I don’t know how else to start this story, so I’ll just say it.
I crashed our car.
Into our house.
Yes, you read that correctly. Don’t worry – there were no casualties. I’m here. The house is no worse for the wear. And the car… well, the car lived to tell the tale.
Before you start to make a number of assumption about me and my driving, allow me to point out that I have not so much as nudged another vehicle in my first year behind the wheel. On the road I am a cautious, defensive driver.
It’s off the road where I’m a danger. Particularly, in my driveway. I just don’t have the spacial relations skills to navigate the tiny space. Our car earned its first, tiny, quarter-sized ding in a tango with our garage doorframe last year. It’s just scant inches wider than our car.
This time I made it past the garage, but realized far too late I was still angled towards our house. In my defense, the house actually starts being houselike within the bounds of the frame of the garage door. You have to cut hard right to avoid backing straight into the house.
(If getting out of our driveway is starting to sound like a difficult geometry problem or a question on a Mensa test, you are starting to catch on.)
Angled towards the house does not equal crashing into the house. You see, I actually had not yet crashed. I stopped the car and got our to investigate my predicament. I had barely kissed the side of the house with the back fender of the car. I could reverse course and drive back into the garage and pull out again.
I returned to the car. I put it in drive and gingerly nudged it forward only to hear a terrifying metallic shrieking noise. Creeeeawwww-oy-eeeeeeeeee. I threw the car into park and leapt out to discover that the tiny, tangential kiss I had delivered to the house resulted in our stucco gripping the edge of my fender, and now it refused to let go – to the tune of pulling half of the fender off the car!
I’ll admit it: I panicked. How the hell was I going to get out of this? My crisis logic said, back up a little bit so there is less tension on the fender, and then pry it loose from the wall. And, well, since that was the smartest message running through my brain, I did it.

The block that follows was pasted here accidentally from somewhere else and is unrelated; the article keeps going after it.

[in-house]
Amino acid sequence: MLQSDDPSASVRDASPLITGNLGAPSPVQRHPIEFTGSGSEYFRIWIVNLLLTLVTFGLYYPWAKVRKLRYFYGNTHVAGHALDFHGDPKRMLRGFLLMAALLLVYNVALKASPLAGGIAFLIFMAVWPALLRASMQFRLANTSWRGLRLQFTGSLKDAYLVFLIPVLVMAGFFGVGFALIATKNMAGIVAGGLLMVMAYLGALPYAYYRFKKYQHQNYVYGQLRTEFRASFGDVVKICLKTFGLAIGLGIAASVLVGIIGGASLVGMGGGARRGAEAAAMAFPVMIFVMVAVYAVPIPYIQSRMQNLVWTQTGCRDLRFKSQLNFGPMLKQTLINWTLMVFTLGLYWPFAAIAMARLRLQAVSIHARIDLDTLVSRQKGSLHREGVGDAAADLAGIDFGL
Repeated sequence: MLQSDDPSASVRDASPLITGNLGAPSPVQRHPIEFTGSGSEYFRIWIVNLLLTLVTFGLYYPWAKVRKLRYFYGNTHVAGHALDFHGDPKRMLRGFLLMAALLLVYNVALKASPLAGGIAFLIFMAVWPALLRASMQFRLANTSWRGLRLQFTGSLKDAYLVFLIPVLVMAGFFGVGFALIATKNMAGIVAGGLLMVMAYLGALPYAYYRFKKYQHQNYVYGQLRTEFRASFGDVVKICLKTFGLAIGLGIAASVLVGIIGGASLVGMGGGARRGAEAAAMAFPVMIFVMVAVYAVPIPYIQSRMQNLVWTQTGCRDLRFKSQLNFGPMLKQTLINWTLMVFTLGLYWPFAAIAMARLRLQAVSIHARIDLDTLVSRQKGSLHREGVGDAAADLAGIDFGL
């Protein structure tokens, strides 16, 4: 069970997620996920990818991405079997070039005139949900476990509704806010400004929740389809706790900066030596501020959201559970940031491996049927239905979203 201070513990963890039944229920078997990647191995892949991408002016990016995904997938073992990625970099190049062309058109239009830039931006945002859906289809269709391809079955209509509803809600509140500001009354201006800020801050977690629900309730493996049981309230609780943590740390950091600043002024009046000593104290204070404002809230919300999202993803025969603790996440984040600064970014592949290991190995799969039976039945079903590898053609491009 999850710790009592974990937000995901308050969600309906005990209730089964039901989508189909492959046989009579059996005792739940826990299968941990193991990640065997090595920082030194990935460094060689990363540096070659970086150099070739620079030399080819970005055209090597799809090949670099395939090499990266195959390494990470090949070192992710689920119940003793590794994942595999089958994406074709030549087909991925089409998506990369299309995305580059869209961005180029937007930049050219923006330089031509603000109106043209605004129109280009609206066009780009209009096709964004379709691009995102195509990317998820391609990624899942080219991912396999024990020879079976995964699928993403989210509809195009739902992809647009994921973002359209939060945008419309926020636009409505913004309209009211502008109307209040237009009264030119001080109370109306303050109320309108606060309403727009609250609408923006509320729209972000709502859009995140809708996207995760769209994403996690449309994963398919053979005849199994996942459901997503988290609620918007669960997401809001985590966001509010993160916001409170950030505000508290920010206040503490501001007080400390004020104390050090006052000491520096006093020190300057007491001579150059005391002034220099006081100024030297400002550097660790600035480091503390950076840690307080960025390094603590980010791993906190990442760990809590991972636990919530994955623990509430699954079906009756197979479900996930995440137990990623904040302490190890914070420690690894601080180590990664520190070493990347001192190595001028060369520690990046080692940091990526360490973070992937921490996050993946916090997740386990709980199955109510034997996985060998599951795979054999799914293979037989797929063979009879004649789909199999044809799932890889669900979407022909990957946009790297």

The problem was that I did it with a little too much verve. I put the car in reverse and tapped the gas slightly too hard, resulting in me colliding with the house at full ramming speed. In addition to my crumpled fender, I now had a shattered taillight, and had bent the spigot on the side of our house in half.
I meekly pulled the car forward a hair and got out to investigate the damage. The spigot was twisted back on itself like a pretzel. I applied slight pressure to try to return it to its former shape and it snapped off in my hands, spraying me with a blast of water.
Suffice to say, this was not one of the finer days in my personal history. To my credit, I had the spigot replaced and a taillight ordered by the time E returned home, which left only the bruises to the rear of the car and my pride as evidence of the mishap.
I don’t understand why the beginning of summer has officially became car calamity season, but I’m happy that last year’s exploits taught me to budget for the worst possible levy of my own personal stupidity tax against my bank account.